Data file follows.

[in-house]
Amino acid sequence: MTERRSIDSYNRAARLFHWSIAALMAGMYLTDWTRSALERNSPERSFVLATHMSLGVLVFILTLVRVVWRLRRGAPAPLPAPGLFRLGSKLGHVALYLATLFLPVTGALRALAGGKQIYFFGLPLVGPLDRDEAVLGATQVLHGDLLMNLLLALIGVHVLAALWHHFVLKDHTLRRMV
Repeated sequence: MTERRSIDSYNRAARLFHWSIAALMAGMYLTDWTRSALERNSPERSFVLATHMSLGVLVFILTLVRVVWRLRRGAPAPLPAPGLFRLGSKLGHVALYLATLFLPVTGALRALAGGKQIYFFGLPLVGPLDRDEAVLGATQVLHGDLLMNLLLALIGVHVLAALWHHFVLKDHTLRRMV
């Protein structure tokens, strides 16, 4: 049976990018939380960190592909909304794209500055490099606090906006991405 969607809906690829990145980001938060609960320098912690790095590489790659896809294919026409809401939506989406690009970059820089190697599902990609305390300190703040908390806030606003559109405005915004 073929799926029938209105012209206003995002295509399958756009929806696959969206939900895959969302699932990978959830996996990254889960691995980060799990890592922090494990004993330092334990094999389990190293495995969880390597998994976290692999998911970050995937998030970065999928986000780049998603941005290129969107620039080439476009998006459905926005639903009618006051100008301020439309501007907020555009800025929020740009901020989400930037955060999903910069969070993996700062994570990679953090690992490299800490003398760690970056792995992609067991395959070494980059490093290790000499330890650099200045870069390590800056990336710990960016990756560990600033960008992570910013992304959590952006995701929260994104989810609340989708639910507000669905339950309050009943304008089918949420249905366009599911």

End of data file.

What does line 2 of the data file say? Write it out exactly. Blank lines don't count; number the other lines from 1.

Amino acid sequence: MTERRSIDSYNRAARLFHWSIAALMAGMYLTDWTRSALERNSPERSFVLATHMSLGVLVFILTLVRVVWRLRRGAPAPLPAPGLFRLGSKLGHVALYLATLFLPVTGALRALAGGKQIYFFGLPLVGPLDRDEAVLGATQVLHGDLLMNLLLALIGVHVLAALWHHFVLKDHTLRRMV